Autism Education Facilities Brazil IN

Local resource for autism education facilities in Brazil, IN. Includes detailed information on local businesses that provide access to Autism Spectrum Disorders clinics, distance learning labs, autism education programs, sensory gyms, and on-site workshops, as well as advice and content on autism educational training.

Wabash Valley Autism Support Group
(812) 234-6894
2001 Hulman Street
Terre Haute, IN
Support Services
Support Group Meetings, Support Organization

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Together In Autism - www.togetherinautism.org
Preferred Contact Via Email @ togetherinautism@aol
IN
, IN
Support Services
ABA, Ideas For Finding Therapists, Adult Support, Biomedical Intervention, Early Intervention, Educational Advocacy, Helpful Websites, Products/Stores, State Resources, Support Group Meetings, Vaccine Awareness, Vaccine Awareness

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RT Solutions, Inc
(812) 231-1765
1806 South 25th Street
Terre Haute, IN
Support Services
Marriage & Family Counseling, Play Therapy, Sensory Integration, Social Skills Training, Therapy Providers
Ages Supported
Preschool,Kindergarten,1-5 Grade,6-8 Grade,9-10 Grade,11-12 Grade,Adult

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Putnam County Comprehensive Services
(765) 653-9763, Ext. 116
630 Tennessee Street
Greencastle, IN
Support Services
Adult Support, Other, Residential, Respite, Respite/Childcare/Babysitting, Support Organization

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Indiana Developmental Training Center of Lafayette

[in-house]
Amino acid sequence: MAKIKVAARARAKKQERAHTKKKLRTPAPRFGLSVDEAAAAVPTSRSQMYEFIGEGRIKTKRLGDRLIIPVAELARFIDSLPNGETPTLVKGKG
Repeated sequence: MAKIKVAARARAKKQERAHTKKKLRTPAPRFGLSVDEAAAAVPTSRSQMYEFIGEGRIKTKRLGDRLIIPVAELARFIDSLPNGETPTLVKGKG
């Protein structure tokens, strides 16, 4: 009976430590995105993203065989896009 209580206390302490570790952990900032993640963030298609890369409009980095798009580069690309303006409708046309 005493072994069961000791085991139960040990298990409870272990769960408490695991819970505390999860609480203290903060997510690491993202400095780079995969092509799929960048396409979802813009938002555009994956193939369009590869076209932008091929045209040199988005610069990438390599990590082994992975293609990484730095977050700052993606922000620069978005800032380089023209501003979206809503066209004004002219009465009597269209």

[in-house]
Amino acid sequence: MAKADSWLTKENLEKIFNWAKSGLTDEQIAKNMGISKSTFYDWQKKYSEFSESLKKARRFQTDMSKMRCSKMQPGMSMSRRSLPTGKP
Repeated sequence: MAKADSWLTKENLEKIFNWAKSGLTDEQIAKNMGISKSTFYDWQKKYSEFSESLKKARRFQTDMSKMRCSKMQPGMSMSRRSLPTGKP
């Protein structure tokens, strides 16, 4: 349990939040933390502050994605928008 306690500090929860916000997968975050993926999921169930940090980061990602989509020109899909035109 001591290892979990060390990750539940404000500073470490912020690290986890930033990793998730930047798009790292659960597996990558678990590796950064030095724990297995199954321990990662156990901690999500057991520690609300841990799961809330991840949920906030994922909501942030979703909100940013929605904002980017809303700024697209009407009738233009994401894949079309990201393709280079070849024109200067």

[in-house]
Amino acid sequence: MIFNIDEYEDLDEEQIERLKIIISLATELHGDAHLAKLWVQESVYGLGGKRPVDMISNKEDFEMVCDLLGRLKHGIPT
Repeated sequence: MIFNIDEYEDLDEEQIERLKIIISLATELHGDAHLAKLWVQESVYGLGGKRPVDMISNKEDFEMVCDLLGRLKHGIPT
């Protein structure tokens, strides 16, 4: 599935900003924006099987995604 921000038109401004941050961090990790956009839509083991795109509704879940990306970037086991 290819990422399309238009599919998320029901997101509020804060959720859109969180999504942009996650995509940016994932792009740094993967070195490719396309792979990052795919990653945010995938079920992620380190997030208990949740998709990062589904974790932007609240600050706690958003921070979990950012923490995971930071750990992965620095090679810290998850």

(877) 854-1024
3700 Rome Drive
Lafayette, IN
Support Services
Behavorial Intervention, Education, Medical, Occupational Therapy, Physical Therapy, Psychological Counseling, Residential, Residential Facility, Speech Therapy, Therapy Providers, Training/Seminars
Ages Supported
1-5 Grade,6-8 Grade,9-10 Grade,11-12 Grade

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Bridges of Indiana
(800) 998-0724
21 North 11th Street
Terre Haute, IN
Support Services
Career Counseling, Independent Living Centers, Job Coach, Respite, State Resources, State Resources, Parent Training, State Resources, Regional Centers/Early Intervention Agency, State Resources, Vocational Rehabilitation Centers, Vocational Rehabilitation Centers
Ages Supported
1-5 Grade,11-12 Grade,6-8 Grade,9-10 Grade,Adult,Kindergarten,Preschool

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The ARC of Vigo County
(812) 232-4112
89 Cherry Street
Terre Haute, IN
Support Services
Adult Support, Disability Advocacy, Marriage & Family Counseling, Residential, Respite/Childcare/Babysitting, Support Organization, Training/Seminars

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PIECES Autism Support Group
(812) 240-0481
Terre Haute, IN
Support Services
Support Group Meetings
Ages Supported
Adult

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Indiana Developmental Training Center
(888) 638-3558
11075 N. Pennsylvania Street
Indianapolis, IN
Support Services
Behavorial Intervention, Education, Medical, Occupational Therapy, Physical Therapy, Psychological Counseling, Residential, Residential Facility, Speech Therapy, Therapy Providers, Training/Seminars
Ages Supported
1-5 Grade,6-8 Grade,9-10 Grade,11-12 Grade

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ABA Programming, Inc
(317) 849-5437
6060 Castleway W. Drive
Indianapolis, IN
Support Services